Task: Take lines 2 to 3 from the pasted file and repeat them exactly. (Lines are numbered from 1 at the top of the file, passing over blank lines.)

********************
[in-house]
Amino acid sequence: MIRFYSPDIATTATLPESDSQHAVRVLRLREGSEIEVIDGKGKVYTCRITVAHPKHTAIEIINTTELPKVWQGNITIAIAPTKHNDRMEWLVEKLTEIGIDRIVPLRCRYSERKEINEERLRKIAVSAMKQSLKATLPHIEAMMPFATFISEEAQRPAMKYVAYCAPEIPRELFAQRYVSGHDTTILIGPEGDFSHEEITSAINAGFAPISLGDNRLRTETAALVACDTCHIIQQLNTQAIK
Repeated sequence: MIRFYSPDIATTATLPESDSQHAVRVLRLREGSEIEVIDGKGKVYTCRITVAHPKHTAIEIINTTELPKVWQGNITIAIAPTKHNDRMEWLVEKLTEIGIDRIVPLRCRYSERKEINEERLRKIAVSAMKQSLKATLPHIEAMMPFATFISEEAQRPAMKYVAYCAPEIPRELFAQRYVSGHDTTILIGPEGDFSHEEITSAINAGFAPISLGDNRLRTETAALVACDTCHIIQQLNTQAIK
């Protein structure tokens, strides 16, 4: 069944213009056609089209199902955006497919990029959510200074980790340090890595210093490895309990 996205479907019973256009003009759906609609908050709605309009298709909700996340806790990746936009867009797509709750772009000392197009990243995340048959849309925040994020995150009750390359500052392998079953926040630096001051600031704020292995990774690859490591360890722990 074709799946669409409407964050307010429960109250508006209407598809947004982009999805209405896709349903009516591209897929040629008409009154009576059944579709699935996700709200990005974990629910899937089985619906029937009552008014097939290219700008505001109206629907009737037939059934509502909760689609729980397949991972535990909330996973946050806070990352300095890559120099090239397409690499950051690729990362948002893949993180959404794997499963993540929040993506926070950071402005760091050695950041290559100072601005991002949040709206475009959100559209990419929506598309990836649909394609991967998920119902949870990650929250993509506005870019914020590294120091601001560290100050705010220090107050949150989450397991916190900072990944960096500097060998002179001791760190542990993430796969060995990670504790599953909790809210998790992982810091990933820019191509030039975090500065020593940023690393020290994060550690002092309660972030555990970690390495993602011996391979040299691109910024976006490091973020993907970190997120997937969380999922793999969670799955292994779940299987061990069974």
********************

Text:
Amino acid sequence: MIRFYSPDIATTATLPESDSQHAVRVLRLREGSEIEVIDGKGKVYTCRITVAHPKHTAIEIINTTELPKVWQGNITIAIAPTKHNDRMEWLVEKLTEIGIDRIVPLRCRYSERKEINEERLRKIAVSAMKQSLKATLPHIEAMMPFATFISEEAQRPAMKYVAYCAPEIPRELFAQRYVSGHDTTILIGPEGDFSHEEITSAINAGFAPISLGDNRLRTETAALVACDTCHIIQQLNTQAIK
Repeated sequence: MIRFYSPDIATTATLPESDSQHAVRVLRLREGSEIEVIDGKGKVYTCRITVAHPKHTAIEIINTTELPKVWQGNITIAIAPTKHNDRMEWLVEKLTEIGIDRIVPLRCRYSERKEINEERLRKIAVSAMKQSLKATLPHIEAMMPFATFISEEAQRPAMKYVAYCAPEIPRELFAQRYVSGHDTTILIGPEGDFSHEEITSAINAGFAPISLGDNRLRTETAALVACDTCHIIQQLNTQAIK